Flying Lessons: Tips for great airborne avian images.
To capture a speeding bird in flight is one of the biggest thrills in photography. Especially in great light, when you can catch all the detail in the feathers and the expression in the eyes -- exhilarating!
You don't have to travel far. Check out the parks, beaches, and wildlife refuges in your area. Learn about the bird migrations and the best times of year for the species that interest you. Most of my flight photography was taken not too far from my home.
Bringing home images like these involves time and effort. It may take several months -- or even a few years -- of practice and patience to get the ultimate action-flight shot. But anyone can get started without a huge investment of time or money.
Here are eight tips to speed you on your way.
1. Become an observer, then a photographer. Learn about the species in your area and the best times of year to photograph them. Get out every day with a pair of binoculars and a field guide. Watch birds closely, and get to know their patterns of flight. Once you've learned their habits, you can anticipate certain types of actions, helping you photograph them. By studying behavior, you will learn how to get close to your subject. Remember, birds are creatures of habit and will repeat many of their actions. Become one with your environment.
2. Start with larger, slower-moving birds. If you are just beginning to shoot birds in flight, look for subjects such as gulls and herons. Do not attempt smaller, faster birds until you have mastered the slower ones.
3. Use the right gear. Your equipment is a key to success for photographing birds in flight. The better your camera body and lens combination, the better your results. Start with a small, light lens, such as a 400mm f/5.6. Get a fast-focusing DSLR body and, as your commitment grows, pay for the best glass you can afford. Leave your tripod at home -- shooting with the camera in your hand is essential for capturing consistently good images of birds in flight. A shoulder stock can help steady the lens. And image stabilization, whether built into the camera or the lens, is also a big help.
4. Get in position. Follow these rules for proper stance and movement before pushing the shutter button:
• Spread your feet at least shoulder-width apart to allow freedom of motion while following a subject through the viewfinder.
• Do not hold the camera and lens too tightly; maintain a firm but relaxed grip.
• While panning to follow your subject, avoid sudden, erratic movement. Keep it smooth and follow through the panning while shooting -- don't stop when the shutter releases.
• Follow the bird's flight pattern with your eye, not in the viewfinder. This allows for better transfer from spotting to tracking the subject.
• You often will need to aim slightly ahead of the subject, depending on its speed.
• Always have the camera turned on and in a ready position near your chest. That fly-by can happen at any time.
5. Set your exposure. For birds in flight, the best approach is manual exposure. Meter for the intended subject and it will be exposed properly, regardless of the background. But if you're truly a beginner, start with program mode and bracket until you get the hang of it. In manual mode, use partial or evaluative metering to get a light reading for your subject. I often meter off grass, trees, and shrubs, as well as blue sky. Shutter speed is vital to stop motion -- select 1/1250 sec or faster, with an ISO of 320-400.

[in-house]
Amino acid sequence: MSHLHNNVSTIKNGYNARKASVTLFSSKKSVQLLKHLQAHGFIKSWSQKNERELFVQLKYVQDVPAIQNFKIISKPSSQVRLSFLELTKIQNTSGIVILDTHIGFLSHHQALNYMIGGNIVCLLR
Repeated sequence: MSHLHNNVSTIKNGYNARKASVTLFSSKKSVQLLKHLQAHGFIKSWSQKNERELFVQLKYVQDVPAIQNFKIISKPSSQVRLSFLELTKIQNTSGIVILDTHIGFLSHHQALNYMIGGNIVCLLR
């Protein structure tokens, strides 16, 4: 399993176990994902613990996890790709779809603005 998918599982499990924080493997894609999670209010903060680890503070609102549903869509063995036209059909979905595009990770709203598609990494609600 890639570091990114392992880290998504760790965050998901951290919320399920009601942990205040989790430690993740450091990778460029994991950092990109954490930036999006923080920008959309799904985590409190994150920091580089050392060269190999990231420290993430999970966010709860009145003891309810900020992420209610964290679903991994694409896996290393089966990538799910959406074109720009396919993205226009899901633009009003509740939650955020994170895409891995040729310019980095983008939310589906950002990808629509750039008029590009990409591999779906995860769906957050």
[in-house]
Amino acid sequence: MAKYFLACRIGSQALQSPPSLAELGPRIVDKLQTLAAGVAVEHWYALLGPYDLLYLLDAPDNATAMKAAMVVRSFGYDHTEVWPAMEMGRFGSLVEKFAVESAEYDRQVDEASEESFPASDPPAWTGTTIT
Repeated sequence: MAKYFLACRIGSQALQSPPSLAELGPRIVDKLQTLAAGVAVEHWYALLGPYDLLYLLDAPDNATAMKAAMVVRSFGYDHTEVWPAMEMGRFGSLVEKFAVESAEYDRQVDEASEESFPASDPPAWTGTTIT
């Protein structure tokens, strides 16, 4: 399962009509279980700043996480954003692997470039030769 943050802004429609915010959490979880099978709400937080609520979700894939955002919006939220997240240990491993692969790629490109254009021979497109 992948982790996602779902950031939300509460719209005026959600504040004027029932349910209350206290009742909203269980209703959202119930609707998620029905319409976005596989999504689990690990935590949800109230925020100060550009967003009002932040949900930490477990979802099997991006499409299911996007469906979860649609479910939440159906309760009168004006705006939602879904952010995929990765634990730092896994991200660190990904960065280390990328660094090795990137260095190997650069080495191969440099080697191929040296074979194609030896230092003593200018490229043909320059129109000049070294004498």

6. Use autofocus wisely. Most high-end DSLRs have a mode in continuous autofocus that predicts the focus on a moving subject. With this function, you press the shutter part-way, and the camera continually calculates where the subject will be, adjusting the focus as long as the subject stays in the autofocus area of the viewfinder. This is by far the best way to focus when you're shooting birds in flight.
Use the center AF point only; this is the fastest and best way to obtain focus on the bird's eye, especially on larger birds. For smaller, faster-moving birds, you can use multiple focus points. This will allow the camera to choose an AF point from an array covering a wide area of the frame. On some models you can use as many as 51 focus points. I've found that multipoint focus performs well on solid backgrounds such as blue skies, but doesn't work as effectively on varied backgrounds, such as trees and grasses.
7. Consider the sun and wind. Sunlight is crucial. Late afternoon and early morning are the best times to shoot, when the slanting light makes it easier to catch reflected sunlight in the bird's eye. This is what makes the bird look alive in a photo. Have the sun behind you at all times, with the subject in front of you.Wind is also an important factor, since it will affect the bird's flight pattern. When they alight, birds always fly into the wind. So keep the wind at your back if you want the bird to face you as it comes in for a landing.
8. Practice, practice, practice! Photographing birds in flight is not easy. Enjoy the experience, and think positive. You may have a high failure rate in the beginning, but if you're persistent and go back again and again, you just may capture the action-flight shot of your life.
An avid birder for more than 20 years, Richard Ettlinger (www.richardettlinger.com) is the author of On Feathered Wings: Birds in Flight (Abrams, 2008; $40). His work has appeared in Nature's Best Photography and Birder's World magazines and is currently on view at the American Museum of Natural History. He lives in East Rockaway, NY.